Medicine and Evolution.

A Final Word: I went by that site today to see what additional comments might have been posted after I left. Here is what remained:

I was referring to your claiming that people were being dishonest in their claims not to be YECs. It’s not that you disagreed with the values expressed by their self-identification, it’s that you didn’t accept that they were who they claimed they were. This makes productive conversation much more challenging.

Does that make sense?

I didn’t claim that people were secret YEC members. I commented that I was astounded at the vehemence of people who described themselves as “non-creationist Christians,” at attacking a person who supports and thinks evolution will be important in medicine in the next 50 years. Read some of the comments in italics below to see if I am overstating this.

I am very concerned, after this, at the role of Fundamentalist Christians in the GOP. They are far less tolerant of other opinion and resemble the global warming alarmists in the unwillingness to allow dissent.

Update #4: I am saving some of the material from the thread to remember what Ricochet is like.

The pseudo sympathy: Mike, frankly, you never had them straight in the first place. The entire thread, you thought you were fending off attacks from a group of Young Earth Creationists, but there was only one YEC among them. The rest of them were believers in one form of evolution of another, and just upset with your attitude.

Attitude !

Do you bear any of the blame for making this thread so unpleasant? I’m perfectly willing to have a discussion with you, and I’m semi-sympathetic to your viewpoint. I’m definitely not a YEC. But I can’t understand why you are being so flippant.
Flippancy is the problem !

No, you’re not. You might try reading the thread. I’ve been listing all the insults over on my own blog as a study of how this happens.

“Mike, I am personally not a young-earth creationist, but I think you are confusing two concepts here. ”

I’m always the one confused. Explained by the Ivy League.

This: “Or would he create a universe that showed millions of millennia of age, even though it was only seconds old?”

Led to this: “It’s nice that you all believe this. Good luck. Let’s hope your doctor doesn’t.”

Now that was my mortal sin to the crowd here. From that the following resulted:

“You are very flippant in dismal of my case for faith. Once again I have no problem believing that someone who believes that God put together the world in 6 days .”can also understand the significance of mitochondria. ”

I doubt that. Instead: “I have a far greater trust of a doctor who believes in God and lives it in his own life rather than one who is merely technically competent and sees the universe, and my life, as a happenstance of evolutionary doctrine.”

Now, the folks who are denying this is about creationism and is about my “attitude” seem to ignore those parts.

“Well that’s a glowing example of inability to actually argue the point. When you encounter indications that people disagree with your conflating micro and macro evolution, imply that anybody who doesn’t believe in the warm puddle or whatever the popular origin of life theory is this week is incompetent. ”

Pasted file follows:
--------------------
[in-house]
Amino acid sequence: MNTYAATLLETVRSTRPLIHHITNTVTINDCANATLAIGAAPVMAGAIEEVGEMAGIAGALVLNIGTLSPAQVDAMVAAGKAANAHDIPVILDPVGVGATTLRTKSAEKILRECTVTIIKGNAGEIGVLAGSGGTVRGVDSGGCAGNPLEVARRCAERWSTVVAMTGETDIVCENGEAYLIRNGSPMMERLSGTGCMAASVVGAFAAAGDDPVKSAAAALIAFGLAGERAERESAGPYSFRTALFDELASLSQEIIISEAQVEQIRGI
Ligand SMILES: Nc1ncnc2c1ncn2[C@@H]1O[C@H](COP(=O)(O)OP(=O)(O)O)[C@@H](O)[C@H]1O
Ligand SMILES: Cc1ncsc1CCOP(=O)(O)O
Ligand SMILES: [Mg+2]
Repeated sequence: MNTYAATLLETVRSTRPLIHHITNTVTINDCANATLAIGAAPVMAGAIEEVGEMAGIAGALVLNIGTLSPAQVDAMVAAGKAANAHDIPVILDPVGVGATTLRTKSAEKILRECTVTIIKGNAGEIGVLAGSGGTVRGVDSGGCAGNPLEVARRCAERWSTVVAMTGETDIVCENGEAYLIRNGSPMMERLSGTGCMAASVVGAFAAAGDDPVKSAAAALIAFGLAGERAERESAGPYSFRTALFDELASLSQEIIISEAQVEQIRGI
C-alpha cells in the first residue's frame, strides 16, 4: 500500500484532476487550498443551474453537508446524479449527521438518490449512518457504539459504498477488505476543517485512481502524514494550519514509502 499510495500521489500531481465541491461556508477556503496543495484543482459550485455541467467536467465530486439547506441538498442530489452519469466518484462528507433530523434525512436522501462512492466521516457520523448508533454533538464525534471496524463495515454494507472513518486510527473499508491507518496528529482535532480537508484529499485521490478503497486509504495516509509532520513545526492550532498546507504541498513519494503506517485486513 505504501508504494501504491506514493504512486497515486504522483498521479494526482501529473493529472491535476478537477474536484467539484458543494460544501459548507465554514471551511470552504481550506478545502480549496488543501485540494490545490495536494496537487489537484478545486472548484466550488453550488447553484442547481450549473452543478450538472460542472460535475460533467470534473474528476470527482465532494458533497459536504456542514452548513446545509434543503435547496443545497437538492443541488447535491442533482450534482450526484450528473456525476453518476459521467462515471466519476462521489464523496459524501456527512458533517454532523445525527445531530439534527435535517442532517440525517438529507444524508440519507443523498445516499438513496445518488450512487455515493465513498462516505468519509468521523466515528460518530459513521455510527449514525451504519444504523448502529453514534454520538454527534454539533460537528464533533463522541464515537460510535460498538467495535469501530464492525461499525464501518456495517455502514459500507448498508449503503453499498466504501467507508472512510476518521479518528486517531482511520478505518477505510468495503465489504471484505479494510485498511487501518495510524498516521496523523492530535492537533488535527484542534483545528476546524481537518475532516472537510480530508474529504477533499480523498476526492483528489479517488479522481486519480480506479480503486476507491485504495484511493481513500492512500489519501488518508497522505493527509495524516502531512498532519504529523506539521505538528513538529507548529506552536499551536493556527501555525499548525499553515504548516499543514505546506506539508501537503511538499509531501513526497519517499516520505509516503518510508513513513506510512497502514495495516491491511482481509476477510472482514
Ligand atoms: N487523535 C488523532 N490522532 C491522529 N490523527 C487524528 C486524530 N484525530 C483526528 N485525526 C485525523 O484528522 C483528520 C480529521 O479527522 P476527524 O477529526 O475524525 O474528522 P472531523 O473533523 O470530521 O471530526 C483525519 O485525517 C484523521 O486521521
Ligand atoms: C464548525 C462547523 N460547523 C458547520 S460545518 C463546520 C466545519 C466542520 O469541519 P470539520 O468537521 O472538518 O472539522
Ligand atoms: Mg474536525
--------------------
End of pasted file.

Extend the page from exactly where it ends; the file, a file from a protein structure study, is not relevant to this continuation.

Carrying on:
Now there’s a thoughtful statement.

” If I’m just an expression of evolutionary pressures, he might want to trim it up. (Has the advantage of being supported by all the various eugenics of recent history, including the ongoing slaughter of those unborn suspected of having genetic illnesses.)”

So now abortion has been dragged into it.

“You slander many very good doctors with your dismissive remarks.”

And I’m the problem.

“But what followed was a long-winded series of examples that do not make a case that any student of what evolution teaches must believe any of the paleo-biology tall tales about the long long ago history of this and that.”

More friendly repartee.

“In my opinion, the whole argument is silly. Humans simply don’t have the intellectual capacity to comprehend the creation. It’s like a dog trying to understand how a television works;”

More brilliance. My tolerance for this is less than yours or you didn’t read it.

“Mike has argued that we should (or, at least, he would) place professional barriers before those who disagree with his creation myths ”

Another mis-statement of what I wrote. I only mentioned my own letter writing which was not a barrier the last time I checked admission requirements.

“You are the one who said that you would keep Creationists out of med school.”

More mis-statement.

“Believing that the paleo- fields have very badly miscalculated the age of the earth has nothing at all to do with the ability of a doctor to conduct medicine. ”

I guess you agree. I don’t.

I then gave up. This colony of creationists, even those who deny they are “YEC,” wore me out.

UPDATE #3: The attacks continue and it has been several days !

I am also a Christian who doesn’t hold to a YEC point of view. (I would also add, although I hate to flaunt credentials, that I am a more recently trained physician than you, Ivy-League-trained, and hold a faculty position at a medical center that’s a bit fancier than yours.)

So there ! I have decided that I am a Libertarian and not a conservative, if that is what this is about.

UPDATE #2 The pushback has finally succeeded in making me a villain.

(Yes, I know the things I cited don’t make him right about YEC, necessarily. My point is that he’s been successful despite Mike K insisting that people like him should be prevented from being doctors.) ¬∑